Scaleless, Spiny, Suckers

Scaleless, Spiny, Suckers

Have you seen the adorably awkward Pacific Spiny Lumpsucker? They’re found along the Pacific coast, from Washington to Alaska, to some parts of Japan. This unique fish is known for its spines, lumps, and suckers!

Pacific Spiny Lumpsucker

Unlike most fish, lumpsuckers do not have scales. Instead, they’re covered with plate-like structures containing spiny lumps called tubercles that almost act like a coat of armor. Lumpsuckers are little — only about the size of a ping pong ball — so these protective tubercles are a pretty important feature.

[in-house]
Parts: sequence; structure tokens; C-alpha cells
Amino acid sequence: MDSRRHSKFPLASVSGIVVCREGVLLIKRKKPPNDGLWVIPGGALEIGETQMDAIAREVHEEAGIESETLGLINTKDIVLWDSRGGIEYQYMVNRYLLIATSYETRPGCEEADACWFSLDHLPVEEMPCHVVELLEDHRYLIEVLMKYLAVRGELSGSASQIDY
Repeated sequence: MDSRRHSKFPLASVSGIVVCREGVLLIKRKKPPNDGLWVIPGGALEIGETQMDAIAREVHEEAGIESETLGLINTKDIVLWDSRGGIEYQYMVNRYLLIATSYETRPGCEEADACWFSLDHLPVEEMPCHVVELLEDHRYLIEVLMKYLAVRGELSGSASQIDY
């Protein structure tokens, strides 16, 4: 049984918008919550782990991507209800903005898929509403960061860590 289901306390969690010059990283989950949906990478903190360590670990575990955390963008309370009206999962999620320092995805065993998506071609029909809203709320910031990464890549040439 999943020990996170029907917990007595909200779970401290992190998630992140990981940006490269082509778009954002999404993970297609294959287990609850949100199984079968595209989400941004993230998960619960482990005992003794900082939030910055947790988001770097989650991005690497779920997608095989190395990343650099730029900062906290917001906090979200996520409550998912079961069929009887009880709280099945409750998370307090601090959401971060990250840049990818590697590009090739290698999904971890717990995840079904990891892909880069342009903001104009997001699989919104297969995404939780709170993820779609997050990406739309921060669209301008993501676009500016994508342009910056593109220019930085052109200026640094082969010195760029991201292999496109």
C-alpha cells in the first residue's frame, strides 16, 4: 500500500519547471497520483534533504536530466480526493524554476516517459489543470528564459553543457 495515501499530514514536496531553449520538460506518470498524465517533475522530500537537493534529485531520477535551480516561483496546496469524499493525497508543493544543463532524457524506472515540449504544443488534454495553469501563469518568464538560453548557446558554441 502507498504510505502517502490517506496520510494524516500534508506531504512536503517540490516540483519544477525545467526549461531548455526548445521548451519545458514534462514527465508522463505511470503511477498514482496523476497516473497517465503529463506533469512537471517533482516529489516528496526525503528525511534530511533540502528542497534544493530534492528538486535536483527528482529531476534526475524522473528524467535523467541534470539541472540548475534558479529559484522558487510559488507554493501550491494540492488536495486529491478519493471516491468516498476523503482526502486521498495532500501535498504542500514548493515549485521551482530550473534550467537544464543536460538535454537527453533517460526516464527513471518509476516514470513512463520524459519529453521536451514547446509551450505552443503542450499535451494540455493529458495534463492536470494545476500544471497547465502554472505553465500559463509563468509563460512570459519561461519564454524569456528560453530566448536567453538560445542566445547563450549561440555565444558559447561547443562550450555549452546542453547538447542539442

Lumpsuckers are not the best swimmers due to their round shape and small fins. Instead, they rely on a powerful suction cup-like disc on the underside of their body. This adaptation allows them to stick to rocky surfaces and algae when even the strangers of ocean currents are present.

Male lumpsuckers will prepare nests in shallow, calm water far away from predators. Once the females deposit their eggs that is when males truly shine! Males will use their pelvic fins almost like a suction cup in order to attach to a nearby rock and keep watch — some have been known to stand guard for up to 8 weeks!